Don't forget to validate those checkboxes/radio buttons/multi selects/etc

This post is more than 2 years old.

Ok, so I know "Validate Your Form Fields" is one of the ten commandments of web development, but even Jedis can screw this up at times. Here is a great, and maybe a bit subtle, example of something I screwed up in BlogCFC.

Over the weekend a slew of error emails came in to our blog at work and then this morning another user reported the same error. The error was:

The SUBSCRIBE argument passed to the addComment function is not of type boolean.

This came from the Add Comment code. When you post a comment to my blogware, there is a subscribe checkbox. The checkbox will pass a true value, and since it is a checkbox, nothing at all will be passed if you leave it be. Therefore this code:

<cfparam name="form.subscribe" default="false">

Will handle setting that state to false. That works fine until some spammer/script kiddie does a form post with subscribe set to a non-boolean value.

I fixed this easily enough (BlogCFC users can download the fix in about 5 minutes) by adding:

<!--- validate boolean ---> <cfif not isBoolean(form.subscribe)> <cfset form.subscribe = false> </cfif> <cfif not isBoolean(form.rememberme)> <cfset form.rememberme = false> </cfif>

Pretty simple mistake on my part. What's interesting/sad is that this is exactly the same type of thing I've had to worry about since I started ColdFusion development 10+ years ago!

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About Raymond Camden

Raymond is a senior developer evangelist for Adobe. He focuses on document services, JavaScript, and enterprise cat demos. If you like this article, please consider visiting my Amazon Wishlist or donating via PayPal to show your support. You can even buy me a coffee!

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Archived Comments

Comment 1 by ike posted on 1/5/2009 at 7:36 PM

That's actually the reason why I never use true/false for a boolean checkbox or radio button input. Instead I use 0 and 1 so that on the pages where the value is submitted instead of checking for isBoolean() I just reset the value

<cfparam name="attributes.bool" default="0" />
<cfset attributes.bool = val(attributes.bool) />

I've also noticed that when saving a blog entry, the category input seems to be required only if the entry was previously saved. If it's a new entry it seems to allow me to create it with no category though. It's funny because then if I edit that entry I notice that I never categorized it because it tells me I can't save the edit until I categorize it. ;)

Comment 2 by Raymond Camden posted on 1/5/2009 at 7:39 PM

Um, that's a feature. Really. (Duck...)

Comment 3 by Tom K posted on 1/5/2009 at 7:48 PM

Cheers Ray!

Comment 4 by Kumar posted on 1/5/2009 at 8:14 PM

@ike, blogCFC is giving me an error when trying to save a new Entry without a category.

Comment 5 by Rick Hopper posted on 1/5/2009 at 9:05 PM

I use the following to put it into a single line of code. If it's not Boolean, it will evaluate to false. If it is Boolean, it will then take the true/false value of the form.subscribe field.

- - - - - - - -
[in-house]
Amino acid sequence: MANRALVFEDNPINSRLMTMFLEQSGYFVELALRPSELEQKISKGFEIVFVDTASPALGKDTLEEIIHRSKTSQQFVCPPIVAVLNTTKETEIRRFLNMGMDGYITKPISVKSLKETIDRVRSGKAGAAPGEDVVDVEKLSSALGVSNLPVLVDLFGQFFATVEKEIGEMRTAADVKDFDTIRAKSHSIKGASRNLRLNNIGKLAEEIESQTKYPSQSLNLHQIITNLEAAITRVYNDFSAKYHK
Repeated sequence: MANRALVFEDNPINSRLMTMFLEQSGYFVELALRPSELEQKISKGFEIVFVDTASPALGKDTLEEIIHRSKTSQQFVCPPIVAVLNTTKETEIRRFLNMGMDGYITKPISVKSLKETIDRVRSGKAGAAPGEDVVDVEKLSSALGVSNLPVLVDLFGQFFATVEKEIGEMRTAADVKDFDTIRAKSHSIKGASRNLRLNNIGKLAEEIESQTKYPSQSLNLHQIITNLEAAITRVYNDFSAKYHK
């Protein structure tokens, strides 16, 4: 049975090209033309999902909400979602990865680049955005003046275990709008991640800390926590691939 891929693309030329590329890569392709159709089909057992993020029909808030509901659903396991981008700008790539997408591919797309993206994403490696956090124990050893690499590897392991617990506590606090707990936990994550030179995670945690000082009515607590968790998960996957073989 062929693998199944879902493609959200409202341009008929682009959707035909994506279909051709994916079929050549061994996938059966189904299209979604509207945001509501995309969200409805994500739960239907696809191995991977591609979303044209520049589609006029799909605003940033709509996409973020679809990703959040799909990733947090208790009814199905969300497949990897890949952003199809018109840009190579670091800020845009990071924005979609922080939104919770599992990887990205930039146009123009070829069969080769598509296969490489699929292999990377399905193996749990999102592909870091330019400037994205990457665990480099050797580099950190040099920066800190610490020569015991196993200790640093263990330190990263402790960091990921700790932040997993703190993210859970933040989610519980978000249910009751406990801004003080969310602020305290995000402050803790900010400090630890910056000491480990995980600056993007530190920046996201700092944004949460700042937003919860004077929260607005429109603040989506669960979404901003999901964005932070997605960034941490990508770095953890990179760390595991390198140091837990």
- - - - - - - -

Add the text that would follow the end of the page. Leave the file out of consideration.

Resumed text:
<cfset form.subscribe = (isBoolean(form.subscribe) AND form.subscribe)>

Comment 6 by ike posted on 1/5/2009 at 11:42 PM

@ray - oh well that's a horse of a different color then. :)

@kumar - it may have already been fixed. I'm using the copy that runs the RIAForge blogs, which I think Ray had to modify to swap out the db for different projects and such... probably a few other things... and I don't think it gets upgraded to new versions of BlogCFC very often because of the merging issue.

Incidentally, the aforementioned merging issue is negated when using the onTap framework to develop applications. :)

Comment 7 by Martijn van der Woud posted on 1/5/2009 at 11:45 PM

@Rick: elegant!

Comment 8 by Aaron West posted on 1/5/2009 at 11:56 PM

Ray, thanks for posting this. I started getting these error messages over the weekend and was like: "What the crap!" I haven't had time to look into the error emails and now I don't have to! I just need to apply the fix to my super old version of BlogCFC.

Comment 9 by Dipak posted on 1/6/2009 at 4:01 AM

Also, cfparam can enforce the data type to be boolean ONLY.

<cfparam name="form.subscribe" default="false" type="boolean" />

Comment 10 by ike posted on 1/6/2009 at 11:53 AM

@Dipak - the reason why I avoid using type="boolean" on a cfparam when the variable is in the form scope, is because it gives you no control over the error handling. It simply throws up a big ole' ugly error message that's completely meaningless to the user. It's a pretty message for us because we're programmers, but to the user it's trash-city, this website blows, I'm going somewhere else!

This will only ever cause problems, because the best case scenario is that you get a bunch more tech-support calls asking you what's wrong with the page. The worst case scenario is that you don't get any tech support calls on it.

So I always opt for an alternative that either gracefully ignores the fact that the user typed the value "sandwich" into a bolean parameter in the url, or if that's not possible at all then I will switch to a pretty, user-friendly message that says, "I'm sorry, I don't understand what you want me to do with this 'sandwich'." and then provides them with an explanation of how to resolve the problem and continue.

If the param is on a variable in some other scope like custom tag attributes, then I'm all for specifying it as a boolean.